Behind Locked Doors (1948)
When you don’t have that much time but want to sneak a “quickie in” this isn’t such a bad way to go at a running time of 62 minutes . What we have here is an early effort from a man who would make his name teaming with Randolph Scott for a series of westerns that have steadily grown in stature. Billed here as Oscar Boetticher, the film world would come to know him as Budd.
This Noir flavored film casts Richard Carlson as a down and out private eye who is approached by reporter gal Lucille Bremer to prove that a crooked judge is hiding out at a local sanitarium. With a 10,000 dollar reward to split between the two of them, Carlson agrees to play her husband and finds himself admitted to the loony bin.
Here’s where we meet a few faces that you are sure to recognize. Thomas Browne Henry stars as the head doctor who runs the asylum. Douglas Fowley is the strong arm who is quick with a beating for inmates that drag their feet and turning up as a punch drunk zombie is the one and only Tor Johnson. A man who made a living as a zombie in more than one Ed Wood “classic”.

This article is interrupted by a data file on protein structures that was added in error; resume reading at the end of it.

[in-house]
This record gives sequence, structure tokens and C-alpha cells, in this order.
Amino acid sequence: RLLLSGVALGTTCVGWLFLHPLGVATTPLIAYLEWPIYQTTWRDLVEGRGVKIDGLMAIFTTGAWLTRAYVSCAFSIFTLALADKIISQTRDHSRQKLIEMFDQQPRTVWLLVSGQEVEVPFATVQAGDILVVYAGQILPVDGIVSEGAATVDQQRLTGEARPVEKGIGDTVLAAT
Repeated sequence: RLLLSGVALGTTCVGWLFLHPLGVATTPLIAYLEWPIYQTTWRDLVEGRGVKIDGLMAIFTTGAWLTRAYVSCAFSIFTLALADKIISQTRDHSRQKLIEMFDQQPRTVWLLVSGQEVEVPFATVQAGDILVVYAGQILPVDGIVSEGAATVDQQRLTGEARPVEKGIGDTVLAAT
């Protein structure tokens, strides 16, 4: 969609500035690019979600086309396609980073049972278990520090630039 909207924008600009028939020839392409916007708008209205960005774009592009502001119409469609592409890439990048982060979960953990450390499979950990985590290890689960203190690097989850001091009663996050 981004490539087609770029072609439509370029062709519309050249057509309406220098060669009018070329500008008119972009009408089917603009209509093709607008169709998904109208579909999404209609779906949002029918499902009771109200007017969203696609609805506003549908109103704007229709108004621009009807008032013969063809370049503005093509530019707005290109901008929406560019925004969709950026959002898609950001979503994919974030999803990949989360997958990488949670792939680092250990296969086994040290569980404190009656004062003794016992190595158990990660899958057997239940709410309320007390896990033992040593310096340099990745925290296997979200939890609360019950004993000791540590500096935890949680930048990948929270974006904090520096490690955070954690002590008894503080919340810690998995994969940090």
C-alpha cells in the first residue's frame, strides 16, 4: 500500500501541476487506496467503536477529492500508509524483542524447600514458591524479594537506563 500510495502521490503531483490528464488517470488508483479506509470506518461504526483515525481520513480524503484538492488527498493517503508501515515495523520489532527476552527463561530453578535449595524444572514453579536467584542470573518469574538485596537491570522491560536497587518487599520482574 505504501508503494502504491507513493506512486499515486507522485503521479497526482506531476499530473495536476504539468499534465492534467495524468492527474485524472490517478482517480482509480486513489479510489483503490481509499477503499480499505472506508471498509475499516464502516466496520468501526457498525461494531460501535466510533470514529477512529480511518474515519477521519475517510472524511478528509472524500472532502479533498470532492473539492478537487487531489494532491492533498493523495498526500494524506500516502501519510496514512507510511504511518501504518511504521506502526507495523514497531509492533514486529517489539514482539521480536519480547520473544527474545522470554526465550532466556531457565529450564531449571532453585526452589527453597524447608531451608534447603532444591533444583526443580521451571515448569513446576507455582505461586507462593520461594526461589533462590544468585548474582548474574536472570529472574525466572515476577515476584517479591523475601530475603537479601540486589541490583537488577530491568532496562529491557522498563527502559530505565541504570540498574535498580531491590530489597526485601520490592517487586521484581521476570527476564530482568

This is a tight black and white production filmed on an even tighter budget. That doesn’t stop Boetticher from turning in a thriller that may well have stole the thunder from the upper half of the double bill this probably played on. It’s fast paced and Carlson does a solid job as usual in the starring role. The film is well lit and has plenty of shadows and angles for the Noir fan.
Since it’s not an A budgeted film you can sometimes see something a little more and in this case there is a heck of a beating dished out by Johnson that may not have been shown in other films of the era.
Get a copy, lock the doors and check out some early Budd.